The martial arts style I’ve trained in the most is karate. This is the one I’ve studied all my life, and its lessons have carried me far in life. Even to this day, I train consistently and have often joined my local karate schools so that I can enjoy the training dynamic that one can only find by working out within a dojo. But Karate Do (or Karate, as it’s known in the western world) translates as “way of the empty hand” because the art primarily uses empty-hand techniques. This means that a significant amount of conditioning needs to go into the hands.
When people work out, they tend to focus on the major muscle groups that show the best results, like biceps, triceps, chest and shoulders. There’s been a running joke for decades about how people tend to skip leg days, and with good reason. People like to focus on what shows, which is why many professional weightlifters look like they have chicken legs. All of this is a pretty broad generalization, but the truth of the matter is that one of the most overlooked aspects of working out happens to be grip strength.
Grip strength is exceptionally important in all martial arts, regardless of style. You can have ripped arms and legs but if you have no strength in your grip, your fighting skills will be greatly lacking. Think about it; if you study Judo or other grappling styles, you need your grip to, well… grapple! Having the grip strength to grab on to your opponent’s gi, clothing, flesh, whatever, in order to flip and/or throw them is critical. In normal striking arts, grip strength is critical for the proper execution of pressure points and grabbing/holding your opponent in order to execute techniques. Grip strength is even important for weapons styles, since it’s kind of important to have enough grip strength to hold your baton, staff or sword.
There are plenty of ways to increase your grip strength, including grip strengtheners you can buy at your local retail or fitness location, to rubber expander rings that you can squeeze and stretch. I used to keep one of the former at my desk at work and flex whichever hand was free as I’d work. Even those so-called “stress balls” can be handy, although the amount of resistance they provide is pretty limited.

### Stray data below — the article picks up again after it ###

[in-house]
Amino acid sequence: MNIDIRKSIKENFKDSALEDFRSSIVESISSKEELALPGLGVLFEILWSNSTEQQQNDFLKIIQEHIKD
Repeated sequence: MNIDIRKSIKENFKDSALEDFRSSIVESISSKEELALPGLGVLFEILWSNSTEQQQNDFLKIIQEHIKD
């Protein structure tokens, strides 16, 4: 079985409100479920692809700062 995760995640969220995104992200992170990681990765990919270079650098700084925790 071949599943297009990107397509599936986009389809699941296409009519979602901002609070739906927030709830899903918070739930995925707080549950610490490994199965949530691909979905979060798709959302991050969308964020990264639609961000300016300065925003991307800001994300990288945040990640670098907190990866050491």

You can also use a more traditional training tool called Okinawan Gripping Jars. This involves clay jars that have a thick lip at the opening. The jar could be filled with water or sand and gripped at the lip and carried in order to strengthen the hands. Beginners would usually start by carrying them while empty and work their way up from there. If you happen NOT to live in Okinawa and have no skill with a potter’s wheel or a kiln, you can make your own “do it yourself” gripping jars by taking large, glass mason jars and filling them with stones or water. Once the lid is properly secured, the jar is narrow enough to grip at the top.
Hand strength in general is an important aspect of martial arts, and there are many ways to increase that strength. Knuckle push-ups are one of my favourite, as they toughen up the knuckles and strengthen the wrists. Installing a makiwara board in your backyard is also ideal, since it allows you to work on wrist strength and finger strength by working your knife hands, finger thrusts and punches.
Speaking of finger strength, did you know that your fingers are part of your hands? And you should strengthen THOSE as well? No? Well, step right on over for some education. There is supplemental strength training for the hands in the martial arts, known as jari bako. This involves filling a bowl or a bucket with sand, gravel or small stones. The exercise involves thrusting one’s fingers into the bowl or bucket, which results in the strengthening of the fingers and fingertips.
The receptacle would occasionally be filled with hot water as well, especially if you were a naughty student who acted out in class and required some additional motivation to behave. Not that I’m speaking from experience, of course. But the science behind this technique is that the trauma caused to the musculature causes an increase in finger strength, much like any other physical exercise.
As usual, extra care and starting slowly is required when working the hands and fingers as they contain small bones that can be easily injured. This is one of those times when I tend to disagree with the Okinawan masters of old, in that it isn’t necessary to traumatize and disfigure your knuckles or hands in order to increase your striking and grip strength.
My two foreknuckles on both hands are slightly increased in size but aren’t disfigured. That should be the extent of the damage. Anything more is unnecessary and may cause long term problems without necessarily increasing strength. If in doubt, seek instruction from someone experienced teacher or instructor who’s been there and done that! ☯